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It’s raining outside. Again. I’m not going out to take pictures. I’ve been quite remiss over the last few months and have only got the camera out occasionally. I can blame some of that one the fact we’ve had a few guests, some of it on DIY necessities, a bit of it blamed on the weather (and midges) and quite a healthy dose of the blame lies with my general laziness. Then again, when it’s raining outside it’s hard to motivate oneself to get out of the house. I started to wonder what other photographers did when they were trapped inside. A brief survey of colleagues raised a few interesting results. Quite a few played instruments, there are a few crafty folks making things out of wood etc, some are painters. Some have outdoorsy hobbies that are rain compatible - they might cycle, run, swim or train indoors. Since moving up to Scotland both Charlotte and I have ended up climbing regularly (indoors and outdoors) and it’s a rare week where Charlotte doesn’t swim in the sea Loch near our house. I was a bit frustrated with my lack of recent photography at first, especially about the lack of 365 output (http://www.lochaber365.com), but I realised that without a significant effort to change things, our passions have a cyclical nature. I looked back at my photographic output in previous years and noticed that there are peak and troughs, Autumn and Winter are obvious peaks, but there are also just general periods where creativity flows better and getting motivated becomes easy. There is also a lot to be said for momentum in these cycles. If you’re getting out regularly it’s easier to continue and if you haven’t been out for a while, it’s often hard to get going again. We have a forecast nice period coming up and all of our guests have left so I’m hoping to get into the flow of things again in the coming weeks, wish me luck! And don’t worry if you’re not feeling it like I haven’t been - it’ll come back given time and just get your creative kicks doing something else for a while.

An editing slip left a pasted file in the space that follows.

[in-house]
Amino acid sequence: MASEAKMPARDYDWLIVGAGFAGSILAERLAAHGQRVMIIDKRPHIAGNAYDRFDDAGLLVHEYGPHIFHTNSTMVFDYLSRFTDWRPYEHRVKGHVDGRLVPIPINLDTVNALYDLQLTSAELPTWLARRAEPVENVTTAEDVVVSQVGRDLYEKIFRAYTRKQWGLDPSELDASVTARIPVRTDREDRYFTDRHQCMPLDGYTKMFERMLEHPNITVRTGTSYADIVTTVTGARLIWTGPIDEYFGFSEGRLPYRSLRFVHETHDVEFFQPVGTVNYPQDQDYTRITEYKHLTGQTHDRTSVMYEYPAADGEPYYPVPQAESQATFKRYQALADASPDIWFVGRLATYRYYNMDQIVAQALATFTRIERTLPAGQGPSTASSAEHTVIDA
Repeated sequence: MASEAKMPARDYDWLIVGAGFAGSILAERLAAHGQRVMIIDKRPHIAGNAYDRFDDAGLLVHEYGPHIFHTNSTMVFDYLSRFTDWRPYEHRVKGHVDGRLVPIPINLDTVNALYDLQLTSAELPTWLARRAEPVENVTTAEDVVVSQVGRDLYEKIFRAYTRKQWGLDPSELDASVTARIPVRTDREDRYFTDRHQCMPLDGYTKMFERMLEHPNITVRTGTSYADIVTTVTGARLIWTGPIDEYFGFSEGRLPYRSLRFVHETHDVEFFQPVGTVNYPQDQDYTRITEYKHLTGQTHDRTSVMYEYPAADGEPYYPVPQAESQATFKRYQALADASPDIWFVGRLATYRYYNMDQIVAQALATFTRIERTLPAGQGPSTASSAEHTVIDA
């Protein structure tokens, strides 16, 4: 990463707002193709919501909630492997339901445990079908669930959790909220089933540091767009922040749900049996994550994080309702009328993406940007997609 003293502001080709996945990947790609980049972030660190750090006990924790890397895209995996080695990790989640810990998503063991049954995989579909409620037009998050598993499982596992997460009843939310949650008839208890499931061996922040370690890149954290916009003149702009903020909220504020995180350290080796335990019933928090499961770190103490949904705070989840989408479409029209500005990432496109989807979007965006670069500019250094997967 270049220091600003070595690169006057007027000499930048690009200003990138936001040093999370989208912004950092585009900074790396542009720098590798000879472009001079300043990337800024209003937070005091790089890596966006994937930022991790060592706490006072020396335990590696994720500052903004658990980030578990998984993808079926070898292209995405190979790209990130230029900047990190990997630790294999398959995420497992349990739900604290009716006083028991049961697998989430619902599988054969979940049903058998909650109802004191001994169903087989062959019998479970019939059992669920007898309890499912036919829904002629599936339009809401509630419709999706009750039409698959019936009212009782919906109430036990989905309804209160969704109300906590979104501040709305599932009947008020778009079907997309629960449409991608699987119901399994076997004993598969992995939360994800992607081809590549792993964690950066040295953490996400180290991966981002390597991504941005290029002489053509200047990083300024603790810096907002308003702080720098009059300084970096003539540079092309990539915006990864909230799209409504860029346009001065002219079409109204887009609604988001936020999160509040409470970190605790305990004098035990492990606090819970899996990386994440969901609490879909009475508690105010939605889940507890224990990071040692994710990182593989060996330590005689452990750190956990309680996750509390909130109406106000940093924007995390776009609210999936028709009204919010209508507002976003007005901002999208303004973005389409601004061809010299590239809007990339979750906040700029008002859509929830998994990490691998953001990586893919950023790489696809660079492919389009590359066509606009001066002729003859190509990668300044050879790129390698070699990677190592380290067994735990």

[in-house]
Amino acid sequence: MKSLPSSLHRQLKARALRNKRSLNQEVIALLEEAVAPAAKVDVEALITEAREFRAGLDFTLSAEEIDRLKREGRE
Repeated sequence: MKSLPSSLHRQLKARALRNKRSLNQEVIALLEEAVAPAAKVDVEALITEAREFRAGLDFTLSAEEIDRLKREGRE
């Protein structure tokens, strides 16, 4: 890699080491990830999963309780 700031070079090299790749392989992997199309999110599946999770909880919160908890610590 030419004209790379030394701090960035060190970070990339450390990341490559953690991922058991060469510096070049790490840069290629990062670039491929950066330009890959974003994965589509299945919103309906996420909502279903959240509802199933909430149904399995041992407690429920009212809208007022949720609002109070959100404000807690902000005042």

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From the earliest days of my journey in landscape photography, John Sexton has been an inspiration. As one of Ansel Adams’ former assistants, his dedication to producing fine art, black & white imagery using traditional materials is legendary. more
We’ve got a couple of books to review in this issue, both by Kozu and both authors have been featured in On Landscape. Paul Kenny's creations with saltwater, flotsam and jetsam are both fascinating and exquisitely crafted. Doug Chinnery has no secret of the fact that his photography has been influenced by Paul Kenny’s artworks (amongst others). more
This issue our 4x4 landscape photography portfolio feature is from subscribers: Alex Nail, Barry Rosof, Dan Dragos & Nils Leonhardt more
If you still mostly associate Neil with long-exposure photography, you’ll learn how extended application in the form of year-long competitions has benefitted his skill set and broadened his interests and portfolio. more
The diamond mining ghost town of Kolmanskop, a collection of skeletal buildings a short way off that same highway, is a testament to just that fact. more
A photography project inspired by the first woman mountain guide, Gwen Moffat & her book ‘Space Below My Feet’ more
In January of last year, I began photographing a body of work documenting Romanian NGO ‘Foundation Conservation Carpathia’ as they strive to create a new European Wilderness Reserve in the heart of the Southern Carpathian Mountains. more